Teachers’ unions aren’t to blame for our schools’ problems, writes Diane Ravitch in American Educator, the magazine of the American Federation of Teachers. Unions serve as a check against incompetent administrators.
If scores are low, the critics say it must be because of the teachers’ contract, not because the district has a weak curriculum or lacks resources or has mediocre leadership. If some teachers are incompetent, it must be because of the contract, not because the district has a flawed, bureaucratic hiring process or has failed to evaluate new teachers before awarding them tenure.
Corporate-style reformers believe “the way to fix low-performing schools is to install an autocratic principal who rules with an iron fist,” Ravitch writes.
Many new principals have been trained in quickie programs of a year or less, which try to teach them to think like corporate leaders. Many of the graduates of these new principal programs have little classroom experience, and some have none at all. Many of them lack the judgment and knowledge to make wise decisions about curriculum and instruction or to evaluate seasoned teachers.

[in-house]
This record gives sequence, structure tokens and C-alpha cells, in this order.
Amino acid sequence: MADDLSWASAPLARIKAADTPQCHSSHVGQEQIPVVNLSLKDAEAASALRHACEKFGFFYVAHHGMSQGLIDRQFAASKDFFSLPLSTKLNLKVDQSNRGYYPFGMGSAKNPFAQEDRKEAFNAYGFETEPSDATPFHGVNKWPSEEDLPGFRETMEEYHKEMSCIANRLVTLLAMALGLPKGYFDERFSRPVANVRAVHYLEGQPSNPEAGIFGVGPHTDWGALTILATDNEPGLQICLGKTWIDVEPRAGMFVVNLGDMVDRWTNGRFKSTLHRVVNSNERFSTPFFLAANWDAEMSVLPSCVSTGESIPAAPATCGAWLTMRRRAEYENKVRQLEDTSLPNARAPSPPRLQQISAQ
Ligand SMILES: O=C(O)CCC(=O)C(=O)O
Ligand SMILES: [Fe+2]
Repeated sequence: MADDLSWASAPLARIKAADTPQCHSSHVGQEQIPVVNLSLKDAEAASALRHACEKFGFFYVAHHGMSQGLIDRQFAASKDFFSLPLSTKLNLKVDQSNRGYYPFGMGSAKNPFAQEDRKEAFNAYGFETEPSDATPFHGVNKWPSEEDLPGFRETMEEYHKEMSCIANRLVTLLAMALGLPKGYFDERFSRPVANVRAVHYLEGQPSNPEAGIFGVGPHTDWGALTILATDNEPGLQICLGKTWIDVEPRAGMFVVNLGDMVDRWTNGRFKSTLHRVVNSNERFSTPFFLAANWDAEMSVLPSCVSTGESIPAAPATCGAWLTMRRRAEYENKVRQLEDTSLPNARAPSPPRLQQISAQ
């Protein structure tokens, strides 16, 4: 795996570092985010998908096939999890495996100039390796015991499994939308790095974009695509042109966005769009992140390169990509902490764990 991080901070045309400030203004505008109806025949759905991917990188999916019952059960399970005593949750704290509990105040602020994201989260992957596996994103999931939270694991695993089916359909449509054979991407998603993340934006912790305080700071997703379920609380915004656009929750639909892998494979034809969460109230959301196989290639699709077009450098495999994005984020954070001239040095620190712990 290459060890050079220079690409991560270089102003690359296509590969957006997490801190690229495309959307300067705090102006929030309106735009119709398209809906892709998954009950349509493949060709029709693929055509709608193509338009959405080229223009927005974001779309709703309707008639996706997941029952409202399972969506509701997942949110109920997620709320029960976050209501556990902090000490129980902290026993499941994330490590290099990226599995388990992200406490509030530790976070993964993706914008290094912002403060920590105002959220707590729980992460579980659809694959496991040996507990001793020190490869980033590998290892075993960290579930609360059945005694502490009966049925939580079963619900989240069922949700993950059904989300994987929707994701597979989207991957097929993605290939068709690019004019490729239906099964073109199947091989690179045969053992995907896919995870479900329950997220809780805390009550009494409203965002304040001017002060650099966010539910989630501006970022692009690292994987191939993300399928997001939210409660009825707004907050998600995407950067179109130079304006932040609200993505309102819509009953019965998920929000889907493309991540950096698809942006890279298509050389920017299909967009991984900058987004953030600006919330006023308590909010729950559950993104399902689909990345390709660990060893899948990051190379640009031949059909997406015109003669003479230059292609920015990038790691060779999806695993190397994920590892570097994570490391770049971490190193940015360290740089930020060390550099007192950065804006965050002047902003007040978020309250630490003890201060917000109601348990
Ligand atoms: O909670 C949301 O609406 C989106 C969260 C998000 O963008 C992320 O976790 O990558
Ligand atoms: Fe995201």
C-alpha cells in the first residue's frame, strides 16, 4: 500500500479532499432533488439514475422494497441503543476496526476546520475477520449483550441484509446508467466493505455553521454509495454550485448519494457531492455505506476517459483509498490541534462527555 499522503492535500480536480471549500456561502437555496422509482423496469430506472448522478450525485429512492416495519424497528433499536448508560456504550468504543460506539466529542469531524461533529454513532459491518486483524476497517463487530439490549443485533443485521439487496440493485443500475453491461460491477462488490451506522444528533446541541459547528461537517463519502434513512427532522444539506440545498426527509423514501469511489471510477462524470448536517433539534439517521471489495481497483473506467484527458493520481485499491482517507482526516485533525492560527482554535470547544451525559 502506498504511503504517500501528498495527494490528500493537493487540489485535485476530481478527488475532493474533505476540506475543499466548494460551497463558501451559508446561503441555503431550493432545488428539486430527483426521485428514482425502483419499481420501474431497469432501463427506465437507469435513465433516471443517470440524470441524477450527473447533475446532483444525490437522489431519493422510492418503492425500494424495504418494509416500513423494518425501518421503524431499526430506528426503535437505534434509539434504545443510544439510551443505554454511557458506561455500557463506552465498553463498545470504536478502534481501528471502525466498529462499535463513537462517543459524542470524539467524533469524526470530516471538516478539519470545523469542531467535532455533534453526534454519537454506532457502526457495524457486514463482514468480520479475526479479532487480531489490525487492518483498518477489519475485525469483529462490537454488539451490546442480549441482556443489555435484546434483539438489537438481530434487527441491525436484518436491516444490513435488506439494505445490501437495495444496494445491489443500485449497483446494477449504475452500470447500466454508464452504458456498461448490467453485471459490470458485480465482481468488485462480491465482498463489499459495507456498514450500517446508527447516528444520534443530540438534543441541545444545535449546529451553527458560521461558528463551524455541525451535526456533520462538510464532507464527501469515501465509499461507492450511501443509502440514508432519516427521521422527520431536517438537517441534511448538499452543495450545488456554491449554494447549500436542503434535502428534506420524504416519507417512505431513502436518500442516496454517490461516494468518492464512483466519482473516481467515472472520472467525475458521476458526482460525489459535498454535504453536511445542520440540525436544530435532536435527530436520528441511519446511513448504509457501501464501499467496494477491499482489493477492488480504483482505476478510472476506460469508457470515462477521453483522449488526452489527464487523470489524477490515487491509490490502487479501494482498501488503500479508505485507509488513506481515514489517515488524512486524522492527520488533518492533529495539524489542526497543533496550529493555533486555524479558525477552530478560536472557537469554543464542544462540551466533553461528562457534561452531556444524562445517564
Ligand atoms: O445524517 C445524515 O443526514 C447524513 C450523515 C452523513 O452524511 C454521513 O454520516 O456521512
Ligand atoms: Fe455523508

When experienced teachers must work under the control of an inexperienced principal, they need the protection of their union against arbitrary and unwise decisions.
Education Gadfly worries that Ravitch’s “checks and balances” approach could be all check and no balance, ending in paralysis.
To us, that’s part of the appeal of charter schools, where educators can coalesce around a shared educational vision, avoiding the us-versus-them mentality that permeates today’s debates. Would that their visions were always worth coalescing around!
I do wonder how many non-teachers can make good principals and superintendents — a retired admiral to run LA schools? — but complaints about incompetent administrators predate the reform era. I think they predate the Pleistocene Era.
By the way, Ravitch is a professor and author of numerous books, including Left Back: A Century of Failed School Reforms and The Language Police. Her latest book is The English Reader. Though she was writing in a teachers’ union magazine, she is not a union member.